Property investment loans
Australians are big fans of investing in residential property. Generations have built their wealth on bricks and mortar, secure in the knowledge that residential real estate can deliver regular, tax-friendly rent returns and long term growth in value.
When it comes to real estate investment, you can’t play the game unless you can come up with the money to fund your investments. The type of loan that you decide upon will depend on your financial situation, time of life, the real estate investment options you are pursuing and your investment strategy. At Real Estate Investment Finance our finance brokers are investment loan finance specialists and we specialise in structuring your lending correctly to assist you in building a property investment portfolio.
Investment loan structuring
A lender would always be concerned about their ability to recover the loan funds before approving a finance application for further processing. The solution to this issue would be the idea of cross-collateralising the family home with the investment property. In other words, the family home would be utilized as a security in case of default. People do not wish to lose their family home, so having it as a form of equity to support the total amount of borrowings would satisfy the lender.
Cross-securitisation / Cross collateralisation can be defined as the process where a loan is reliant upon more than one property as security. You can have multiple loans secured by one property, but not multiple properties securing more than one loan.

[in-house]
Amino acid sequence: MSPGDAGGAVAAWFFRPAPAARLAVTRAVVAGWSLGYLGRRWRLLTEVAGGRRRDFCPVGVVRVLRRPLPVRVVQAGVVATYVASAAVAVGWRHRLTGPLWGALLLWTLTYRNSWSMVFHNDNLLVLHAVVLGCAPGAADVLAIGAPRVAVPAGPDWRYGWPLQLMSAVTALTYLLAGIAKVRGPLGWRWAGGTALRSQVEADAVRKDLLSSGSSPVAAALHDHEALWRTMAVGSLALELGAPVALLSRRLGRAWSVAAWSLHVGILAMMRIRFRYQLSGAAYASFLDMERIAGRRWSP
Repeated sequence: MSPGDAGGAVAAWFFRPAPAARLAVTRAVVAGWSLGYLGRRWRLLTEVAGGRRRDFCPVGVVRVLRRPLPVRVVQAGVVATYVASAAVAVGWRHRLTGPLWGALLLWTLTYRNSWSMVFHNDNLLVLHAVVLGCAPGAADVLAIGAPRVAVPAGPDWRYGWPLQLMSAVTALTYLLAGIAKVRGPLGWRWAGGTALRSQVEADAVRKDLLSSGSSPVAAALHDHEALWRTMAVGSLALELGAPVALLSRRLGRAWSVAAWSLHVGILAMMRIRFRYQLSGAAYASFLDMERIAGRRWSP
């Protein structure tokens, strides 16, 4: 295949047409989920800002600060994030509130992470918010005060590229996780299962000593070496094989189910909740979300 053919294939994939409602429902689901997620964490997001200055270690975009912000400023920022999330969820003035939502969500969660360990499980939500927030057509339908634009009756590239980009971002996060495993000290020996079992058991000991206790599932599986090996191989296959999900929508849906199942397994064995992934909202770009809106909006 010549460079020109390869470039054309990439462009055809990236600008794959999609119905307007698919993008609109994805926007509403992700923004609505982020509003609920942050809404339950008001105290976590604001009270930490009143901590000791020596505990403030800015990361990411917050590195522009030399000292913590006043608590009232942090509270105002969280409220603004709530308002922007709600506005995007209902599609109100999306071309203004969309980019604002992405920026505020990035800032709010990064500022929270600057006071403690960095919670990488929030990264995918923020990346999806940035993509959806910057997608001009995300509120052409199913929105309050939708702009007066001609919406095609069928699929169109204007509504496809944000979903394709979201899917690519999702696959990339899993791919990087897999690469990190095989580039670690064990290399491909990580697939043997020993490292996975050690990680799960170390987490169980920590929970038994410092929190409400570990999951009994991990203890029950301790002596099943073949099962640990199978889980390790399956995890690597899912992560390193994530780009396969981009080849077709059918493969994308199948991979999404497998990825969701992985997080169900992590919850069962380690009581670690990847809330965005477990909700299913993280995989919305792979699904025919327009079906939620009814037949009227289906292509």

Cross collateralisation is often perceived as a means of unlocking untapped wealth hence many investors view it as the solution to all their financial problems. This could not be any further from the truth in reality.
In most cases cross collateralisation is unnecessary, even dangerous for the property investor.
Home loan brokers and lenders tend to cross collateralise properties because it saves them valuable time and paperwork but most don’t realize the risks involved in pursuing with such a strategy. Also, many brokers simply don’t have the resources, expertise and the time to design a tailor made safe, effective strategy.
Reason for avoiding cross-securitisation is to maintain your flexibility and keep your banking transactions as simple as possible. There are a plethora of examples about how cross-securing loans can have negative consequences and we see it often on a daily basis. Some examples include:
If you want to borrow more than 80% of one investment property and loans are cross-securitised, the mortgage insurer will charge its mortgage insurance premium (LMI) on all your lending, not just the new loan. The additional mortgage insurance cost could be worth thousands of dollars.
If your loans are cross-securitised and you sell a property, the bank has the authority to control your sale funds and demand that you use all the funds to repay debt. Perhaps you only intended to repay the debt associated with the property you sold and keep the residual cash, however, the leverage in reality favours the banks and they would utilize this position of power for their personal gain.
If your loans are cross-securitised, the bank will revalue all properties simultaneously and the risk is that lower valuations could offset higher ones thereby reducing your “available” equity. Instead, having loans individually secured allows you to “cherrypick” which properties to revalue. If all your loans are cross-securitised and your lender either declines to advance further borrowings or hikes up interest rates and fees, it might be very costly to move some or all lending elements to another lender, particularly if some of your loans are fixed. However in simple terms, it is advisable to avoid cross-securitisation wherever practical.
If your lending is currently cross collateralised then get in contact with us today for assistance in restructuring your lending and untangling your portfolio.
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